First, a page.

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Letter of transmittal 5
The school history 1
The buildings and equipment 9
The school grounds H
Instructional work of the school 13
Community service 18
The results of the school 21
Appendix—Industrial equipment of the Farragut High School 22
Plate 1. Farragut School—approach from Kingston Pike Frontispiece.
2A. The principal's home 8
2B. Girls' basket ball grounds 8
3A. Cooking class 12
3B. Home economics room 12
4A. Laboratory for sciences and agriculture 12
4B. Manual training class 12
5A. Water power which drives the double acting ram 16
5B. The Farragut watering place 10
6A. Group of farmers at the meeting to discuss canning factories
and corn growing 16
6B. Scene from the play "The Dust of the Karth." given at Commencement, May, 1912 16
LETTER OF TRANSMITTAL.
Department Of The Interior.
Bureau Of Education, Washington, October 20,1913.
Sir: I know of no more successful attempt to adapt the organization, work, and ideas of a country school to the needs of country life than that made by the Farragut School, located in the open country near the village of Concord, Knox County, Tenn. Through 10 years of varied success this school has demonstrated the fact that the work of the rural school may be adjusted to meet the practical needs and requirements of country life without losing any of its value for discipline and culture.
The community served by this school is not rich. It is just an ordinary American farming community. What it has done other farming communities may do without greater effort and expense than any American community should be willing to make for the education of its children. The people of this community have learned already that the larger expenditure necessary for the school of better type is its best investment
The manuscript submitted herewith, prepared by A. C. Monahan, one of the bureau's specialists in rural education, assisted by Adams Phillips, principal of the school, gives a brief account of the origin, growth, and work of this school and its relation to the life of the community. I recommend that it be published as a bulletin of the Bureau of Education as an illustration of a new type of school which should and will, I believe, become much more common than it now is.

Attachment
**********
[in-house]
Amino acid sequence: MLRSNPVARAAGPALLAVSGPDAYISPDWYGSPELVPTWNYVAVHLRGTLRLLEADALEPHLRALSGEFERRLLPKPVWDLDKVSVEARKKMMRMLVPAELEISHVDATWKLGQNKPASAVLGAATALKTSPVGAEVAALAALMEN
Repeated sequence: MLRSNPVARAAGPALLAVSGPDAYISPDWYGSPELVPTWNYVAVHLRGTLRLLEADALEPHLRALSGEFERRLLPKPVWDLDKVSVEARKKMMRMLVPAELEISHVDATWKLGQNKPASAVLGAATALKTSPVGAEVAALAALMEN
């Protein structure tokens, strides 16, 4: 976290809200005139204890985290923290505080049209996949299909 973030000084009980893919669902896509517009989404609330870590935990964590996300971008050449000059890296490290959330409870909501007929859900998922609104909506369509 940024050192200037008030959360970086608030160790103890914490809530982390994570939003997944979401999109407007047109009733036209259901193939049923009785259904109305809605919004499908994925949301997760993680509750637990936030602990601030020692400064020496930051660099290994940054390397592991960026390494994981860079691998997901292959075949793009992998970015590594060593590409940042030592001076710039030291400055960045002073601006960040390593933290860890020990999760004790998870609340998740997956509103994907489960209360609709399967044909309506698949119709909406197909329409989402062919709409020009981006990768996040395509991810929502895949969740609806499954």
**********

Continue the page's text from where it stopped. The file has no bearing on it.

Some sentimental interest may attach to this school because of the fact that it is located near the birthnlace of Admiral David Glasgow Farragut, whose name it bears.
P. P. Claxton,
To the Secretary Of The Interior.
THE FARRAGUT HIGH SCHOOL.
The Farragut High School is loated in Knox County, Tenn., about 15 miles west of Knoxville and 1^ miles north of Concord, a village of 300 population on the Southern Railway. The school building stands in the open country at the junction of the Concord Pike with the Kingston Pike, which runs westward from Knoxville through a succession of open valleys well adapted to farming. The region is typical of the better farming sections of eastern Tennessee.
In the same building with the high school is an elementary school of 150 children from the tenth school district of Knox County. The section tributary to this elementary school contains 12 or 15 square miles and formerly had three elementary schools of one or two rooms each. The high school had last year (1912-13) 90 students, nearly all of whom were from the western half of Knox County, and the large majority were from the tenth district. The high school is one of the system of county high schools and is supported out of the county high-school funds, which in this, as in other counties of Tennessee, are separate from the fund for elementary schools. Tuition is free to all pupils who are residents of Knox County; others pay a fee of $3 per month. The school has no dormitories and makes no provision for boarding pupils. The pupils either return to their own homes each night or they find board and room in the neighboring farmhouses. Last year there were only 10 boarding pupils.
THE SCHOOL HISTORY.
In 1902 a number of heads of families in the tenth district of Knox County met for the purpose of devising some means by which thtir children might have the advantages of a good home school offering opportunities for a better kind of education for their children. They enlisted the cooperation of the district school directors. Mass meetings were held in which the need for a better school and the means of obtaining it were discussed. The school was planned to include a high school adapted to the needs of the community. Charles W. Dabney, then president of the University of Tennessee, now president of the University of Cincinnati; P. P. Claxton. then professor